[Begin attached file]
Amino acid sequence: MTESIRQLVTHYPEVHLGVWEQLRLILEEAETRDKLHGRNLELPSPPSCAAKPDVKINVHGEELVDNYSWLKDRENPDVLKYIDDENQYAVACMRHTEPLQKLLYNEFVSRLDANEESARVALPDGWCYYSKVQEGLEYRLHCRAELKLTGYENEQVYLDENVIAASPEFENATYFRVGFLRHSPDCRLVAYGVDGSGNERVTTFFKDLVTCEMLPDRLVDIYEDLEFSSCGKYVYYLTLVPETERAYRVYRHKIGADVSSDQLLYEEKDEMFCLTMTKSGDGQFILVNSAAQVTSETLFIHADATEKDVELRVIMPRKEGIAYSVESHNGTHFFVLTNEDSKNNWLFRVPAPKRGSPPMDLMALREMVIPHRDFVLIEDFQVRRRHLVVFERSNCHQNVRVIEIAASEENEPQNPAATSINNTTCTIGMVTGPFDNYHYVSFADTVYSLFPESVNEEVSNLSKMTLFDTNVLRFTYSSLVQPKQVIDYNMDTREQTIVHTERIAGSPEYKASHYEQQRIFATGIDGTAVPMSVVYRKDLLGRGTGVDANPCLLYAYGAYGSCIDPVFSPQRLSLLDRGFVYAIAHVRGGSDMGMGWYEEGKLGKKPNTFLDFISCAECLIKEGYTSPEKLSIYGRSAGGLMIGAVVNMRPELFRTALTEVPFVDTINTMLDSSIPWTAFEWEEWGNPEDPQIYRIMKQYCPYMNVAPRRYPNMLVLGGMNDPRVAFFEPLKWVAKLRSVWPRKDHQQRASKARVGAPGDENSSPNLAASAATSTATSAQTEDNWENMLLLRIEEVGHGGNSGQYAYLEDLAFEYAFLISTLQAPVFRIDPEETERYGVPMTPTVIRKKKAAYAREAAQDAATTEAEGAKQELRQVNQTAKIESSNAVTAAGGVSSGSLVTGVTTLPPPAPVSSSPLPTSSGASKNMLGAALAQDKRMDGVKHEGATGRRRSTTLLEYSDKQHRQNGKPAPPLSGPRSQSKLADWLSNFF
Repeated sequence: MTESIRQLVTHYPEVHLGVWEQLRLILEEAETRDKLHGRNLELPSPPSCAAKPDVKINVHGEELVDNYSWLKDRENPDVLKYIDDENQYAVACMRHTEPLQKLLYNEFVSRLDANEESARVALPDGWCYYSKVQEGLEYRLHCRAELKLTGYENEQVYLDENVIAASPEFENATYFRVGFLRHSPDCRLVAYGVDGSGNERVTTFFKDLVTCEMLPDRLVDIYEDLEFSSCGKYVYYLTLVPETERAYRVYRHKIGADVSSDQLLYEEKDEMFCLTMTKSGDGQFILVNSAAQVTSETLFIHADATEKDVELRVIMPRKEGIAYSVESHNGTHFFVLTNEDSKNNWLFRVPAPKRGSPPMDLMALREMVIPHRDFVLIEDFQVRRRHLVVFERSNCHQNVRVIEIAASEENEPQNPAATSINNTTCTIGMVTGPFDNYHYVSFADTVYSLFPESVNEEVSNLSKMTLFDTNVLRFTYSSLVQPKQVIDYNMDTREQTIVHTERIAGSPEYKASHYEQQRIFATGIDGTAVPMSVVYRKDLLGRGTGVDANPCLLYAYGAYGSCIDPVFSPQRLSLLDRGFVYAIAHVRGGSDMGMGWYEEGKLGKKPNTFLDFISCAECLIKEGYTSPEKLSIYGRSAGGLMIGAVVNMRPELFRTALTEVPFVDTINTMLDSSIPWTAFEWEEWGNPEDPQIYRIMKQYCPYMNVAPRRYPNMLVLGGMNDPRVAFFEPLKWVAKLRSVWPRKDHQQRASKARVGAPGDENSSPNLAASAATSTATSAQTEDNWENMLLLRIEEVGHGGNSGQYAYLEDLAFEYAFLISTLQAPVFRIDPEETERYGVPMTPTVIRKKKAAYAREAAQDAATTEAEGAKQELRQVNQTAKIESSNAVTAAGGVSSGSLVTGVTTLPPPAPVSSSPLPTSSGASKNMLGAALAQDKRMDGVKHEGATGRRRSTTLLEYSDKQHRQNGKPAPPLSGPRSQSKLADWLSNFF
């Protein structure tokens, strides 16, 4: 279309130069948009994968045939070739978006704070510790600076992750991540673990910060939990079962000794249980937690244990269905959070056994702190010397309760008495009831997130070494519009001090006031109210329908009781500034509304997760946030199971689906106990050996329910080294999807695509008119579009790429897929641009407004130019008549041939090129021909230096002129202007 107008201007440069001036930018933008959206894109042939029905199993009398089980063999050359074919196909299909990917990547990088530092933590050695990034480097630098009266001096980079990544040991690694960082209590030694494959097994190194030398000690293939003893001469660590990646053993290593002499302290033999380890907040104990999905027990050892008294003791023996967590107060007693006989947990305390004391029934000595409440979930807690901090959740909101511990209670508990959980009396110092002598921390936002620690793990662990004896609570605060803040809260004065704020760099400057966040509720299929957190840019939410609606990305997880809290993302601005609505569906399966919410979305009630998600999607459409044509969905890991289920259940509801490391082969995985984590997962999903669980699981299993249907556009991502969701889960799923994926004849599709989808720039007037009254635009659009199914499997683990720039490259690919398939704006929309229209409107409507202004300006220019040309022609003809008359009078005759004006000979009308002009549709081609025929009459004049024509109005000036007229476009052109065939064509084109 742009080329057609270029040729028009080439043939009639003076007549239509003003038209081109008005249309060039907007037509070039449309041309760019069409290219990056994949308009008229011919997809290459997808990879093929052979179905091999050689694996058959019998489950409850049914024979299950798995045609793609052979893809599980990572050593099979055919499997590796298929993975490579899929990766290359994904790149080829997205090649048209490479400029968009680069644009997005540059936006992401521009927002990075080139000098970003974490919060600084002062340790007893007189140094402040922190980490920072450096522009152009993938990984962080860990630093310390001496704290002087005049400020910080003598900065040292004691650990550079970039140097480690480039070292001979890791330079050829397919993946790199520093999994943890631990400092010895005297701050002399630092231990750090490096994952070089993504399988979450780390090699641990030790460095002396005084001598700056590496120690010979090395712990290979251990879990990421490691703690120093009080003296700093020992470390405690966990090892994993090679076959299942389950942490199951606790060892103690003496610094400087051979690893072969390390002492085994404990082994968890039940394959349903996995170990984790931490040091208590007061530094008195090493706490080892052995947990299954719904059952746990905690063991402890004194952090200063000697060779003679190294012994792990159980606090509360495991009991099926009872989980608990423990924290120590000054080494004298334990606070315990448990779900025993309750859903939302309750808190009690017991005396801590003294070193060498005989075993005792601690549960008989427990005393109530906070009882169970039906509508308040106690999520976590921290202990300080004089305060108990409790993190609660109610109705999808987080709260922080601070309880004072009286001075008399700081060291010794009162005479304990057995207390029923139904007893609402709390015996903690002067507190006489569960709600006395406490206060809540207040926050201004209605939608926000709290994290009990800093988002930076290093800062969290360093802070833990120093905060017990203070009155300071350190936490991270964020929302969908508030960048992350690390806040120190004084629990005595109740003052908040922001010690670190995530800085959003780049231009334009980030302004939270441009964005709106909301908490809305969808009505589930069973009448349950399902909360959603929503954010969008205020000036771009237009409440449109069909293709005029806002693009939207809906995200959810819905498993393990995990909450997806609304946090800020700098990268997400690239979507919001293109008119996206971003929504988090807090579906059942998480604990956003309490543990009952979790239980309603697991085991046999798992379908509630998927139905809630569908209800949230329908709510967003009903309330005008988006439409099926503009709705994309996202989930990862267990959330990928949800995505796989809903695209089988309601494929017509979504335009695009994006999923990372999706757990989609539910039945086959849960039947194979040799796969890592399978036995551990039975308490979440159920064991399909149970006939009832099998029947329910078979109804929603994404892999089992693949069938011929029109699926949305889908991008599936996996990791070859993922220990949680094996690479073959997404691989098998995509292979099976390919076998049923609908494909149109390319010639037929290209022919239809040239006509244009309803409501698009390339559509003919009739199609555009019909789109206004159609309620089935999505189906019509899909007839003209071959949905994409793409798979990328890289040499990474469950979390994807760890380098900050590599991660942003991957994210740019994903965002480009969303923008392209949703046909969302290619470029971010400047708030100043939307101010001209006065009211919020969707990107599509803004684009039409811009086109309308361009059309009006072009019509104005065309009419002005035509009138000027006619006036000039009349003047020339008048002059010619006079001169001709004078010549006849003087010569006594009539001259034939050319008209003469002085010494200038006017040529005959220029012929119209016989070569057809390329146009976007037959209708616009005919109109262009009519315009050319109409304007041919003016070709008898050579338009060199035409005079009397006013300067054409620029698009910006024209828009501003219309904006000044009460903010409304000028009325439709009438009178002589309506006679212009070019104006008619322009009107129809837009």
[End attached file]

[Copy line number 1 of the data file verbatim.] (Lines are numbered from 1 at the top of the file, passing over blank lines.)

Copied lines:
Amino acid sequence: MTESIRQLVTHYPEVHLGVWEQLRLILEEAETRDKLHGRNLELPSPPSCAAKPDVKINVHGEELVDNYSWLKDRENPDVLKYIDDENQYAVACMRHTEPLQKLLYNEFVSRLDANEESARVALPDGWCYYSKVQEGLEYRLHCRAELKLTGYENEQVYLDENVIAASPEFENATYFRVGFLRHSPDCRLVAYGVDGSGNERVTTFFKDLVTCEMLPDRLVDIYEDLEFSSCGKYVYYLTLVPETERAYRVYRHKIGADVSSDQLLYEEKDEMFCLTMTKSGDGQFILVNSAAQVTSETLFIHADATEKDVELRVIMPRKEGIAYSVESHNGTHFFVLTNEDSKNNWLFRVPAPKRGSPPMDLMALREMVIPHRDFVLIEDFQVRRRHLVVFERSNCHQNVRVIEIAASEENEPQNPAATSINNTTCTIGMVTGPFDNYHYVSFADTVYSLFPESVNEEVSNLSKMTLFDTNVLRFTYSSLVQPKQVIDYNMDTREQTIVHTERIAGSPEYKASHYEQQRIFATGIDGTAVPMSVVYRKDLLGRGTGVDANPCLLYAYGAYGSCIDPVFSPQRLSLLDRGFVYAIAHVRGGSDMGMGWYEEGKLGKKPNTFLDFISCAECLIKEGYTSPEKLSIYGRSAGGLMIGAVVNMRPELFRTALTEVPFVDTINTMLDSSIPWTAFEWEEWGNPEDPQIYRIMKQYCPYMNVAPRRYPNMLVLGGMNDPRVAFFEPLKWVAKLRSVWPRKDHQQRASKARVGAPGDENSSPNLAASAATSTATSAQTEDNWENMLLLRIEEVGHGGNSGQYAYLEDLAFEYAFLISTLQAPVFRIDPEETERYGVPMTPTVIRKKKAAYAREAAQDAATTEAEGAKQELRQVNQTAKIESSNAVTAAGGVSSGSLVTGVTTLPPPAPVSSSPLPTSSGASKNMLGAALAQDKRMDGVKHEGATGRRRSTTLLEYSDKQHRQNGKPAPPLSGPRSQSKLADWLSNFF